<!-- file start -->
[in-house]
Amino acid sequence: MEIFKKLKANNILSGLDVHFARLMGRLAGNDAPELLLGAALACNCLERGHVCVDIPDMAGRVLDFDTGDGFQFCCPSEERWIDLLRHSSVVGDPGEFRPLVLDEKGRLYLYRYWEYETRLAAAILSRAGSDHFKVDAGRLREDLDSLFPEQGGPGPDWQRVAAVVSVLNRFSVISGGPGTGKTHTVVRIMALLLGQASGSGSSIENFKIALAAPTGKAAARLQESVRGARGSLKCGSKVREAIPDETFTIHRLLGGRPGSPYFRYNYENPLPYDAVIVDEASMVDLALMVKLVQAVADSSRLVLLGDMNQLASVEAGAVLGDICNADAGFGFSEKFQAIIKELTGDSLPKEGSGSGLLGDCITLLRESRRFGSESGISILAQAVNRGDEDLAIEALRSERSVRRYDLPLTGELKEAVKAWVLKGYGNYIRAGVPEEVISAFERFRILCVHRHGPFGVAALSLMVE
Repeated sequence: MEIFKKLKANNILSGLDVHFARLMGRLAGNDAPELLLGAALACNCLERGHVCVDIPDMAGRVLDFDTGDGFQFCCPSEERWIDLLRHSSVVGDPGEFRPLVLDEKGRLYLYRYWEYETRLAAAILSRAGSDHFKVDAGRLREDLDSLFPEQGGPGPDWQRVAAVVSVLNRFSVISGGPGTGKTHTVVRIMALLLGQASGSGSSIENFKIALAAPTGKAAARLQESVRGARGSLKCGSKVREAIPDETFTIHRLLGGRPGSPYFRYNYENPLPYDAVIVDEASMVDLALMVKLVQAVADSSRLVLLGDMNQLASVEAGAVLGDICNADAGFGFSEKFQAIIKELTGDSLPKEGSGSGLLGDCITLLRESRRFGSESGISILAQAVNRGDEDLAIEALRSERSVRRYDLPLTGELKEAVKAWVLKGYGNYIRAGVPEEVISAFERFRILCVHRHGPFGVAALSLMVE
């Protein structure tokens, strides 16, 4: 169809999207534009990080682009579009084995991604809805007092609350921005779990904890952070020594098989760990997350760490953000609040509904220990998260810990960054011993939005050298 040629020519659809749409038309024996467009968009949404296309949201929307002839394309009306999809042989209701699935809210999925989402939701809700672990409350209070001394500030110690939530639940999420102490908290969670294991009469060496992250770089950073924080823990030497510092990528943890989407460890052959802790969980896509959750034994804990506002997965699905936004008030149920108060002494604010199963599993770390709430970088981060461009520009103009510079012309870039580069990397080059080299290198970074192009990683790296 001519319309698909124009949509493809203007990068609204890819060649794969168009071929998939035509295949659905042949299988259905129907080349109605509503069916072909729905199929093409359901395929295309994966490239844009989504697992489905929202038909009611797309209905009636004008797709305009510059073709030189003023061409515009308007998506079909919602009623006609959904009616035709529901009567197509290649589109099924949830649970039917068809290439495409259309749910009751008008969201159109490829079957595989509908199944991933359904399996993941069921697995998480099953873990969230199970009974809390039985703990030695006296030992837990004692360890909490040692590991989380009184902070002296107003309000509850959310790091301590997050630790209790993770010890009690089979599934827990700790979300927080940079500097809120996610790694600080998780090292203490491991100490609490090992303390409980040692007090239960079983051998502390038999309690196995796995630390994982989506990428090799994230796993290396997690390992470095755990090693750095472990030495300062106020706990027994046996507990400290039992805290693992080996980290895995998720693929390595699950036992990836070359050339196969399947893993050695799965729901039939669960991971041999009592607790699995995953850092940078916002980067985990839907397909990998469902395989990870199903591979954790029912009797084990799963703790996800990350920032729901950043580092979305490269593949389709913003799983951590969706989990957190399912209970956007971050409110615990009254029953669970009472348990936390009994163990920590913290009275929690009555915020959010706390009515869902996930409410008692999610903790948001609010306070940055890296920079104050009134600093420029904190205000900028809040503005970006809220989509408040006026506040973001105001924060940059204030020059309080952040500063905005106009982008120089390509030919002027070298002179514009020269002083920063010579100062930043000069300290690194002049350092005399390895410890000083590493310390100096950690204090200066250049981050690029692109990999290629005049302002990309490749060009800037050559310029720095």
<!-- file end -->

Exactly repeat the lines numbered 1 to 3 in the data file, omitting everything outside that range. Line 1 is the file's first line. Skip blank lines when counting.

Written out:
[in-house]
Amino acid sequence: MEIFKKLKANNILSGLDVHFARLMGRLAGNDAPELLLGAALACNCLERGHVCVDIPDMAGRVLDFDTGDGFQFCCPSEERWIDLLRHSSVVGDPGEFRPLVLDEKGRLYLYRYWEYETRLAAAILSRAGSDHFKVDAGRLREDLDSLFPEQGGPGPDWQRVAAVVSVLNRFSVISGGPGTGKTHTVVRIMALLLGQASGSGSSIENFKIALAAPTGKAAARLQESVRGARGSLKCGSKVREAIPDETFTIHRLLGGRPGSPYFRYNYENPLPYDAVIVDEASMVDLALMVKLVQAVADSSRLVLLGDMNQLASVEAGAVLGDICNADAGFGFSEKFQAIIKELTGDSLPKEGSGSGLLGDCITLLRESRRFGSESGISILAQAVNRGDEDLAIEALRSERSVRRYDLPLTGELKEAVKAWVLKGYGNYIRAGVPEEVISAFERFRILCVHRHGPFGVAALSLMVE
Repeated sequence: MEIFKKLKANNILSGLDVHFARLMGRLAGNDAPELLLGAALACNCLERGHVCVDIPDMAGRVLDFDTGDGFQFCCPSEERWIDLLRHSSVVGDPGEFRPLVLDEKGRLYLYRYWEYETRLAAAILSRAGSDHFKVDAGRLREDLDSLFPEQGGPGPDWQRVAAVVSVLNRFSVISGGPGTGKTHTVVRIMALLLGQASGSGSSIENFKIALAAPTGKAAARLQESVRGARGSLKCGSKVREAIPDETFTIHRLLGGRPGSPYFRYNYENPLPYDAVIVDEASMVDLALMVKLVQAVADSSRLVLLGDMNQLASVEAGAVLGDICNADAGFGFSEKFQAIIKELTGDSLPKEGSGSGLLGDCITLLRESRRFGSESGISILAQAVNRGDEDLAIEALRSERSVRRYDLPLTGELKEAVKAWVLKGYGNYIRAGVPEEVISAFERFRILCVHRHGPFGVAALSLMVE